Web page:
Full references (including those not matched with items on IDEAS)

    Citations

    Citations are extracted by the CitEc Project, subscribe to its RSS feed for this item.
    as


    Cited by:

    1. David Neumark & Judith Rich, 2019. "Do Field Experiments on Labor and Housing Markets Overstate Discrimination? A Re-examination of the Evidence," ILR Review, Cornell University, ILR School, vol. 72(1), pages 223-252, January.
    2. Ali M. Ahmed & Elisabeth Lång, 2017. "The employability of ex-offenders: a field experiment in the Swedish labor market," IZA Journal of Labor Policy, Springer;Forschungsinstitut zur Zukunft der Arbeit GmbH (IZA), vol. 6(1), pages 1-23, December.
    3. Birkelund, Gunn Elisabeth & Lancee, Bram & Larsen, Edvard Nergård & Polavieja, Javier G. & Radl, Jonas & Yemane, Ruta, 2021. "Gender Discrimination in Hiring: Evidence from a Cross-National Harmonized Field Experiment," EconStor Open Access Articles and Book Chapters, ZBW - Leibniz Information Centre for Economics.
    4. Kübler, Dorothea & Schmid, Julia & Stüber, Robert, 2018. "Gender discrimination in hiring across occupations: a nationally-representative vignette study," Labour Economics, Elsevier, vol. 55(C), pages 215-229.
    5. Baert, Stijn, 2017. "Hiring Discrimination: An Overview of (Almost) All Correspondence Experiments Since 2005," IZA Discussion Papers 10738, Institute of Labor Economics (IZA).
    6. Kübler, Dorothea & Schmid, Julia & Stüber, Robert, 2018. "Gender discrimination in hiring across occupations: a nationally-representative vignette study," EconStor Open Access Articles and Book Chapters, ZBW - Leibniz Information Centre for Economics, pages 215-229.

    Most related items

    These are the items that most often cite the same works as this one and are cited by the same works as this one.
    1. Baert, Stijn & Norga, Jennifer & Thuy, Yannick & Van Hecke, Marieke, 2016. "Getting grey hairs in the labour market. An alternative experiment on age discrimination," Journal of Economic Psychology, Elsevier, vol. 57(C), pages 86-101.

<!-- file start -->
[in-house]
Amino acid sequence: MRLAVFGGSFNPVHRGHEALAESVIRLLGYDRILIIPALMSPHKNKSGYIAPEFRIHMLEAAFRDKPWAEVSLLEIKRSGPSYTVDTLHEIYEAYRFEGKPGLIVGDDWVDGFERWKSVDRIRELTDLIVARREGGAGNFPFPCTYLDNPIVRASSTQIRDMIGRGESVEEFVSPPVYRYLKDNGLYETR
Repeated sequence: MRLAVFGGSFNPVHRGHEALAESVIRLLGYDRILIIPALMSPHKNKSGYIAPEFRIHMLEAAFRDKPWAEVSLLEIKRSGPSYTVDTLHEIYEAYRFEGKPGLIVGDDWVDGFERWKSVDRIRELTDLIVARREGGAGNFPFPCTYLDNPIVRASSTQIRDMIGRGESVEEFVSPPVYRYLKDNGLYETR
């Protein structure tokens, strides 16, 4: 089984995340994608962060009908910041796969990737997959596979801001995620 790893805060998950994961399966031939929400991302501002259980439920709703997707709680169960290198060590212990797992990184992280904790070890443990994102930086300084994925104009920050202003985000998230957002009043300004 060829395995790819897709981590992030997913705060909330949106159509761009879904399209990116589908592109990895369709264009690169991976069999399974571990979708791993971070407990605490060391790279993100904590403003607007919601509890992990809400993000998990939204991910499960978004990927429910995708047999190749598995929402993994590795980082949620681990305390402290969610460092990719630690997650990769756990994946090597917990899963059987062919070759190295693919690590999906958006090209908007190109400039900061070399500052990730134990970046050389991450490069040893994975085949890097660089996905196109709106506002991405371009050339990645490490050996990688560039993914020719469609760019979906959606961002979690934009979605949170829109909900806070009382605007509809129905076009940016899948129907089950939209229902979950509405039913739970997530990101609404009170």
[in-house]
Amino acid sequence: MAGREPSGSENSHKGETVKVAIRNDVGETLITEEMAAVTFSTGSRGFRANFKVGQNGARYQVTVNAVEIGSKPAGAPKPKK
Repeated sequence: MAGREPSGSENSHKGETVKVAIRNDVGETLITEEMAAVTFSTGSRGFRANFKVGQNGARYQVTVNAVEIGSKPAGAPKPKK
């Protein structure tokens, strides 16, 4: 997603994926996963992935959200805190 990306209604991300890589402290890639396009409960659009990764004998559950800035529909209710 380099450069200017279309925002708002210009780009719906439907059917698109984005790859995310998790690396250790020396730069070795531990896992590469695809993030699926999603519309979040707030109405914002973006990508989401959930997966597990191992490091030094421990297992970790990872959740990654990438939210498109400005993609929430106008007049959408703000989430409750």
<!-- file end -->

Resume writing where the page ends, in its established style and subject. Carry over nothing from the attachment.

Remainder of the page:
2. Baert, Stijn, 2015. "Hiring a Homosexual, Taking a Risk? A Lab Experiment on Employment Discrimination and Risk Aversion," IZA Discussion Papers 9536, Institute of Labor Economics (IZA).
    3. Kübler, Dorothea & Schmid, Julia & Stüber, Robert, 2018. "Gender discrimination in hiring across occupations: a nationally-representative vignette study," Labour Economics, Elsevier, vol. 55(C), pages 215-229.
    4. Carlsson, Magnus & Eriksson, Stefan, 2019. "Age discrimination in hiring decisions: Evidence from a field experiment in the labor market," Labour Economics, Elsevier, vol. 59(C), pages 173-183.
    5. Valfort, Marie-Anne, 2020. "Anti-Muslim discrimination in France: Evidence from a field experiment," World Development, Elsevier, vol. 135(C).
    6. Gaddis, S. Michael, 2018. "An Introduction to Audit Studies in the Social Sciences," SocArXiv e5hfc, Center for Open Science.
    7. Stijn Baert & Ann-Sophie De Pauw & Nick Deschacht, 2016. "Do Employer Preferences Contribute to Sticky Floors?," ILR Review, Cornell University, ILR School, vol. 69(3), pages 714-736, May.
    8. Rich, Judy, 2014. "What Do Field Experiments of Discrimination in Markets Tell Us? A Meta Analysis of Studies Conducted since 2000," IZA Discussion Papers 8584, Institute of Labor Economics (IZA).
    9. Baert, Stijn, 2017. "Hiring Discrimination: An Overview of (Almost) All Correspondence Experiments Since 2005," GLO Discussion Paper Series 61, Global Labor Organization (GLO).
    10. Baert, By Stijn & Neyt, Brecht & Siedler, Thomas & Tobback, Ilse & Verhaest, Dieter, 2021. "Student internships and employment opportunities after graduation: A field experiment," Economics of Education Review, Elsevier, vol. 83(C).
    11. Azmat, Ghazala & Petrongolo, Barbara, 2014. "Gender and the labor market: What have we learned from field and lab experiments?," Labour Economics, Elsevier, vol. 30(C), pages 32-40.
    12. Bertrand, Marianne & Duflo, Esther, 2016. "Field Experiments on Discrimination," CEPR Discussion Papers 11123, C.E.P.R. Discussion Papers.
    13. Finseraas, Henning & Johnsen, Åshild A. & Kotsadam, Andreas & Torsvik, Gaute, 2016. "Exposure to female colleagues breaks the glass ceiling—Evidence from a combined vignette and field experiment," European Economic Review, Elsevier, vol. 90(C), pages 363-374.